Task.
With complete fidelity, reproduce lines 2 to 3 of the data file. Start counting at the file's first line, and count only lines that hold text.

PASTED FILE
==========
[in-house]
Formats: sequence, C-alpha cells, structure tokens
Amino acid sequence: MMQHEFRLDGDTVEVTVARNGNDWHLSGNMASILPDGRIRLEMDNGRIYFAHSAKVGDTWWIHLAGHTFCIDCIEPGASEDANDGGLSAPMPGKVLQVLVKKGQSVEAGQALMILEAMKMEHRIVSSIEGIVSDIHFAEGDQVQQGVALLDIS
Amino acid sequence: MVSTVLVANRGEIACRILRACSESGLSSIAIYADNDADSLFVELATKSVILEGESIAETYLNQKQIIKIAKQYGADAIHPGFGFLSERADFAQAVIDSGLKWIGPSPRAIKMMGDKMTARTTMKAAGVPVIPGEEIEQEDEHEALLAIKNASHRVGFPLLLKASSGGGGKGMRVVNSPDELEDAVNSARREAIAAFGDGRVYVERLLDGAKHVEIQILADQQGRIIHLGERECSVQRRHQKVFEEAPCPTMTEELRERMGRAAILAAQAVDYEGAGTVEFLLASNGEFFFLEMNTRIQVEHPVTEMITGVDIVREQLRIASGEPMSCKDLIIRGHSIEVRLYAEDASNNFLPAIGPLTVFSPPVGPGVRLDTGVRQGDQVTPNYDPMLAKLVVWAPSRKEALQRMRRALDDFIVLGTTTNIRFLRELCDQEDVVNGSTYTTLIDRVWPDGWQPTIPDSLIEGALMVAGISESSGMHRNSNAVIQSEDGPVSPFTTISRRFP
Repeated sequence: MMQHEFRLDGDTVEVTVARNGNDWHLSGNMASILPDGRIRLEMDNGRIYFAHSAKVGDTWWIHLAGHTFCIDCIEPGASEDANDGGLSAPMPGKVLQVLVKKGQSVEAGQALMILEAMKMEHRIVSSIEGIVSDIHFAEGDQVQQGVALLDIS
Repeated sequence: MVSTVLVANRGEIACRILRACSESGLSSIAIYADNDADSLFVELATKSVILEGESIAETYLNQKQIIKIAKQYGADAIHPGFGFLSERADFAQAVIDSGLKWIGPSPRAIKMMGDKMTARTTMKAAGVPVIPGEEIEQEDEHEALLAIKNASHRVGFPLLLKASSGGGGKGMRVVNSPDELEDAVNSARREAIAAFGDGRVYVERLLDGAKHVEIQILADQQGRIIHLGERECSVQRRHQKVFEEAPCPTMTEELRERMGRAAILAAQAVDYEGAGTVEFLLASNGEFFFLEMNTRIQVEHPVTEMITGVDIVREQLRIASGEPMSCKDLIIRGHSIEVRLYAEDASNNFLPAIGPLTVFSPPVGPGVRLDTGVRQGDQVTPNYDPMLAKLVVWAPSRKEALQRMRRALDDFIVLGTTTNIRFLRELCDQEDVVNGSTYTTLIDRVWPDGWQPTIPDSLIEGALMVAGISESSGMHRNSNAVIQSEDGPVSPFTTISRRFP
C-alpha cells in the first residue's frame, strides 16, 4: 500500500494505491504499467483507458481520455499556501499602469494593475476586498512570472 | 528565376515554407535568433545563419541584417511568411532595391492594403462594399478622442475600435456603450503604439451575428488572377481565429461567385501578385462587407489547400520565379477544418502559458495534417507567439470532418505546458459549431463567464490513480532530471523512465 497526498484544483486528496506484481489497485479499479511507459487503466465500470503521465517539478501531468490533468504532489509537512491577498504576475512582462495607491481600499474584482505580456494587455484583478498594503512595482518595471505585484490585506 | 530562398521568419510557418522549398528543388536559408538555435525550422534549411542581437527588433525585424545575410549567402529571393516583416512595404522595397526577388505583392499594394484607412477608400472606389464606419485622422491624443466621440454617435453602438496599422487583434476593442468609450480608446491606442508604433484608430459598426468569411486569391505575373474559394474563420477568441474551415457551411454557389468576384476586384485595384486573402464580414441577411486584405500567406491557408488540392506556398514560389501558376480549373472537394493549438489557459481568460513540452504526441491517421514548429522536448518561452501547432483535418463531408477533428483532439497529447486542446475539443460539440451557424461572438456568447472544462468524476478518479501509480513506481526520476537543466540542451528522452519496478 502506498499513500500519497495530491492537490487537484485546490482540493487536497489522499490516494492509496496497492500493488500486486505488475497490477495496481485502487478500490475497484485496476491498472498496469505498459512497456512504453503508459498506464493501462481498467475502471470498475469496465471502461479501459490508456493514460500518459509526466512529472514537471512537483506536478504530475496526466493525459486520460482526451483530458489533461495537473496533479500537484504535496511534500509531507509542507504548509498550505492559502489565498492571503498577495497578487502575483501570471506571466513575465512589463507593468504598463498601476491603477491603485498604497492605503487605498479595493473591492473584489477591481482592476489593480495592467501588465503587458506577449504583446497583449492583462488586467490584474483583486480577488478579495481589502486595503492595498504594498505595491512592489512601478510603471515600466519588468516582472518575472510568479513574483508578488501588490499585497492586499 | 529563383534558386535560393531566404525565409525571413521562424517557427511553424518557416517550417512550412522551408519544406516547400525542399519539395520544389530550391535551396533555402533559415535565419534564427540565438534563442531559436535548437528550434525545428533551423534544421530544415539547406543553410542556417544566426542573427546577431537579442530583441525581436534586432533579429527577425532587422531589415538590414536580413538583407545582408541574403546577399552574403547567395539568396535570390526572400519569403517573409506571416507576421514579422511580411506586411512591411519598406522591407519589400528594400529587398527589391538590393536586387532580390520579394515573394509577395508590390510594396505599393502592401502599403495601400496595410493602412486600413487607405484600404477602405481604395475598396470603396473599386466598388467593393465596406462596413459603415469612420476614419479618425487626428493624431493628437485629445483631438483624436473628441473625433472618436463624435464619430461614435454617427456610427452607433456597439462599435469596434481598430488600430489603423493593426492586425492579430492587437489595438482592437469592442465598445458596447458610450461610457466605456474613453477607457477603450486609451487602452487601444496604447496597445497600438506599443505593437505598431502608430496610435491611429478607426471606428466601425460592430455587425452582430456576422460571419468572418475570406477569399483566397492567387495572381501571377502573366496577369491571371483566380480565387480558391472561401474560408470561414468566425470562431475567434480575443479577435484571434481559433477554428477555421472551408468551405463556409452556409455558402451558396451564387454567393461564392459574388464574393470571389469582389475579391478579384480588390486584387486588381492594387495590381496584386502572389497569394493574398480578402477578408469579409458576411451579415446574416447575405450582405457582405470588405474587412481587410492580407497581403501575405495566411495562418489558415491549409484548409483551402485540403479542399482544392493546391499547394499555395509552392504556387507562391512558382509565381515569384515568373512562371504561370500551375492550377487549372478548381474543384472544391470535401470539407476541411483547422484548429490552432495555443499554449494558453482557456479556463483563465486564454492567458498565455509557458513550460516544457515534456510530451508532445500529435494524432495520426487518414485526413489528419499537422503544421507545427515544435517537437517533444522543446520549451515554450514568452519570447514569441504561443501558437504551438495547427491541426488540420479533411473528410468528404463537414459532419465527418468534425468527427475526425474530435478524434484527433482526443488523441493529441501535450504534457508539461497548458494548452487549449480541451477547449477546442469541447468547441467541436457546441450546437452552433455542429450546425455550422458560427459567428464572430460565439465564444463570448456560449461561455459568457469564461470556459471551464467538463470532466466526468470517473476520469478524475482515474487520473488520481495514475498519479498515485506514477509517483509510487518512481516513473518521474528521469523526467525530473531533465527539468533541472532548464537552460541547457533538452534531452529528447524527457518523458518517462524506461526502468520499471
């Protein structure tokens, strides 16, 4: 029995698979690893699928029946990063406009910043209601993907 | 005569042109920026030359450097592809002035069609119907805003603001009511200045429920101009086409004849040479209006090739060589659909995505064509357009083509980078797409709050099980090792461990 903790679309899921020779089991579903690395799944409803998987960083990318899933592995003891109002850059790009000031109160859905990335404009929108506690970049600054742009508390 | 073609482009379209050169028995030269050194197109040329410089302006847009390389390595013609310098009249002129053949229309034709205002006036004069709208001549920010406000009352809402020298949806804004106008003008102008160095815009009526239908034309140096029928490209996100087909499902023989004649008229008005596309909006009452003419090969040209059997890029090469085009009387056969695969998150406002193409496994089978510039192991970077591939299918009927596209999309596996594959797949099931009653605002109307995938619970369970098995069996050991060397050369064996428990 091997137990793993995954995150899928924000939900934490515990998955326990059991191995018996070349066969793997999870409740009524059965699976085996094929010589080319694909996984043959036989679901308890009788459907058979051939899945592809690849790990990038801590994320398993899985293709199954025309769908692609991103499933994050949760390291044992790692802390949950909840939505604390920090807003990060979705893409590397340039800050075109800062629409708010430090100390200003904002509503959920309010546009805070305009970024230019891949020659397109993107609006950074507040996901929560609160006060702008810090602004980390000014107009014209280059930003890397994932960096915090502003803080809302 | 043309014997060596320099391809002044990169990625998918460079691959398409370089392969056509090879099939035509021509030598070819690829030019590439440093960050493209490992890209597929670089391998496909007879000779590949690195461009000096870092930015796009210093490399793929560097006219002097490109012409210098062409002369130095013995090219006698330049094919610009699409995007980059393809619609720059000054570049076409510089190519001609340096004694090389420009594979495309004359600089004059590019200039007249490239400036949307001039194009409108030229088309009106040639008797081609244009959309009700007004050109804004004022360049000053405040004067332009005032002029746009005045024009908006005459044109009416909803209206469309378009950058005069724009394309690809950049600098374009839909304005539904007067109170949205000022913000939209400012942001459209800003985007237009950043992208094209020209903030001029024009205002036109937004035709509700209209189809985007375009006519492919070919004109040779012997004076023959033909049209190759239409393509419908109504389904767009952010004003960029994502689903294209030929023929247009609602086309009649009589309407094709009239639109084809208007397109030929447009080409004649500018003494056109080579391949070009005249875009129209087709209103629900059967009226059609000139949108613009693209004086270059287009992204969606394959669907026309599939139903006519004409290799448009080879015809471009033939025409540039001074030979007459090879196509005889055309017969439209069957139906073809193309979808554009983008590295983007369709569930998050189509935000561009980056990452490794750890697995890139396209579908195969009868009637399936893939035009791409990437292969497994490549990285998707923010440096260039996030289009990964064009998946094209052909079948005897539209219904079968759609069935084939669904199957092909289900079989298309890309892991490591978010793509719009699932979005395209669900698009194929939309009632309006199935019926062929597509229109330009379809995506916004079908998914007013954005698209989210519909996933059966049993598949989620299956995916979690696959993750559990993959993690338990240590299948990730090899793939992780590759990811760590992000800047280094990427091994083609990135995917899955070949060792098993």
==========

Formats: sequence, C-alpha cells, structure tokens
Amino acid sequence: MMQHEFRLDGDTVEVTVARNGNDWHLSGNMASILPDGRIRLEMDNGRIYFAHSAKVGDTWWIHLAGHTFCIDCIEPGASEDANDGGLSAPMPGKVLQVLVKKGQSVEAGQALMILEAMKMEHRIVSSIEGIVSDIHFAEGDQVQQGVALLDIS